Chapter

Identifying With Group Agents

Christian List and Philip Pettit

in Group Agency

Published in print April 2011 | ISBN: 9780199591565
Published online May 2011 | e-ISBN: 9780191725494 | DOI: http://dx.doi.org/10.1093/acprof:oso/9780199591565.003.0010
Identifying With Group Agents

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Every agent who acts on beliefs and desires has to act at some point on the desire to do X, as we say. This is not the desire, in the first person, that I, Christian or Philip, do X, since I may not know I am Christian or Philip, but the desire that I do X; I cannot fail to know that I am I. But not only do I have to act on such a first-personal desire; equipped with the resources of an expressive language, I can explicitly refer to myself as ‘I’ and form desires — this is Rousseau's amour propre — about how that agent should fare in comparison with others. The chapter outlines these ideas as they apply to individuals and extends them to group agents. In doing so, it elaborates the phenomenology of group agency, explaining how individual members have to think about the ‘we’ they represent in action and showing how there may be a collective as well as an individual form of amour propre: a form of group identification that may be affectively potent, even dangerous. But how can I, an individual member of various group agents, think of myself in different identities? And how can you and I, differently minded members of the same group, fashion the character of the group we each identify with? The chapter concludes with a discussion of these issues.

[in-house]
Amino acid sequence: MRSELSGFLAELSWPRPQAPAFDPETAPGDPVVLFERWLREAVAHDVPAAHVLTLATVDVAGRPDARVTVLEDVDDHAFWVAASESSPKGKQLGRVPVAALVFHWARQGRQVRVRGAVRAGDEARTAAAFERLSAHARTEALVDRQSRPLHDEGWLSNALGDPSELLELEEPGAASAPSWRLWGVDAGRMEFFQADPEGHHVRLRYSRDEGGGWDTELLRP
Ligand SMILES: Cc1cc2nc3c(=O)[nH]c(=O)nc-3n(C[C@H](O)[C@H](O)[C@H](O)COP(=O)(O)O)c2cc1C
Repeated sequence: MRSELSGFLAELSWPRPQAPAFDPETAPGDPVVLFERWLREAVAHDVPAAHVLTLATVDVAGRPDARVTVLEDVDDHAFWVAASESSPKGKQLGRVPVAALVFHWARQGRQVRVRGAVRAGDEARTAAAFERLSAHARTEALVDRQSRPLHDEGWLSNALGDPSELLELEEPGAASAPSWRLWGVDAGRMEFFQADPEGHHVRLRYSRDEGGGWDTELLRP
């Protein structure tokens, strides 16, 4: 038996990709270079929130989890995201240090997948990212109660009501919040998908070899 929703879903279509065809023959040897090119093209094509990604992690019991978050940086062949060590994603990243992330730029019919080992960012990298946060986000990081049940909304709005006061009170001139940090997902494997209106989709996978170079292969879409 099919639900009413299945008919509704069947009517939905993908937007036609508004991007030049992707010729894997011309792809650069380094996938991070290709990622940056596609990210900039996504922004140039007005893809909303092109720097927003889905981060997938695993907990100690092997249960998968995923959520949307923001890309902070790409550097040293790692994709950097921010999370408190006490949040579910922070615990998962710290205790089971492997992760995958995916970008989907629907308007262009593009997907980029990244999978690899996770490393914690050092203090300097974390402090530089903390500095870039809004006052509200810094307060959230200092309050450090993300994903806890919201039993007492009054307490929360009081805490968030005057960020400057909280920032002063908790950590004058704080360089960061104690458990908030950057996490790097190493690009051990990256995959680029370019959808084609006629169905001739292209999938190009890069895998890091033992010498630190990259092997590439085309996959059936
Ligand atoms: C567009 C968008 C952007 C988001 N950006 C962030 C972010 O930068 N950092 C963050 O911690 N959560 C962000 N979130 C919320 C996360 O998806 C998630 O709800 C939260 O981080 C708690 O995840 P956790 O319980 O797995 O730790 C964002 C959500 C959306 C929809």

Keywords: identity; identification; amour propre

Chapter.  9101 words. 

Subjects: Metaphysics

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